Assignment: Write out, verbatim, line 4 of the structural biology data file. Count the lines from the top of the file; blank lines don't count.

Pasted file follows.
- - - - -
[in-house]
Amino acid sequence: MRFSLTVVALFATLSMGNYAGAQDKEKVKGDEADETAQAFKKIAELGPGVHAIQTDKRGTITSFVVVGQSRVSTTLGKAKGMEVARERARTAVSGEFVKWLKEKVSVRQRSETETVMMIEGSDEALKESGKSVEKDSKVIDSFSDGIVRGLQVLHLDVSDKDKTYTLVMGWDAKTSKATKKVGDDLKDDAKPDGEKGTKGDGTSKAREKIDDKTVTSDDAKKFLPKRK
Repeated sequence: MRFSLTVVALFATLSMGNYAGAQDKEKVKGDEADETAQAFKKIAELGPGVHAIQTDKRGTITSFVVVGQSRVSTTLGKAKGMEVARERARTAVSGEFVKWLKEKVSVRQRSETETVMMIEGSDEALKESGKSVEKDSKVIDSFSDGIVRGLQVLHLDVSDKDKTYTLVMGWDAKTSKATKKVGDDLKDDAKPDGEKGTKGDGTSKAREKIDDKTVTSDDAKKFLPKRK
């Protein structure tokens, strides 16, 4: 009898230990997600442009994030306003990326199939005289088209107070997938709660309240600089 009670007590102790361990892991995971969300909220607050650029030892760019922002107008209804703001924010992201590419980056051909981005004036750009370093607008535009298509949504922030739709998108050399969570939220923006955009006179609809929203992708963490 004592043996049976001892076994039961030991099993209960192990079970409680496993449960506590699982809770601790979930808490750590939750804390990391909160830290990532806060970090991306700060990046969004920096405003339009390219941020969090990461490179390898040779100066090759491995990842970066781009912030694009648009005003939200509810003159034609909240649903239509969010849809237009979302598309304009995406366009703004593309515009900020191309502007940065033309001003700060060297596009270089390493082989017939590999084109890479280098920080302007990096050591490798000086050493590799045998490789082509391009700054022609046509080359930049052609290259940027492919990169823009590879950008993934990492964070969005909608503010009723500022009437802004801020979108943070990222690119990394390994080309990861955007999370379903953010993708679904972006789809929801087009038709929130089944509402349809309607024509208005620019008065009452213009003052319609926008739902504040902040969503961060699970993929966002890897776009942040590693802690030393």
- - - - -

């Protein structure tokens, strides 16, 4: 009898230990997600442009994030306003990326199939005289088209107070997938709660309240600089 009670007590102790361990892991995971969300909220607050650029030892760019922002107008209804703001924010992201590419980056051909981005004036750009370093607008535009298509949504922030739709998108050399969570939220923006955009006179609809929203992708963490 004592043996049976001892076994039961030991099993209960192990079970409680496993449960506590699982809770601790979930808490750590939750804390990391909160830290990532806060970090991306700060990046969004920096405003339009390219941020969090990461490179390898040779100066090759491995990842970066781009912030694009648009005003939200509810003159034609909240649903239509969010849809237009979302598309304009995406366009703004593309515009900020191309502007940065033309001003700060060297596009270089390493082989017939590999084109890479280098920080302007990096050591490798000086050493590799045998490789082509391009700054022609046509080359930049052609290259940027492919990169823009590879950008993934990492964070969005909608503010009723500022009437802004801020979108943070990222690119990394390994080309990861955007999370379903953010993708679904972006789809929801087009038709929130089944509402349809309607024509208005620019008065009452213009003052319609926008739902504040902040969503961060699970993929966002890897776009942040590693802690030393």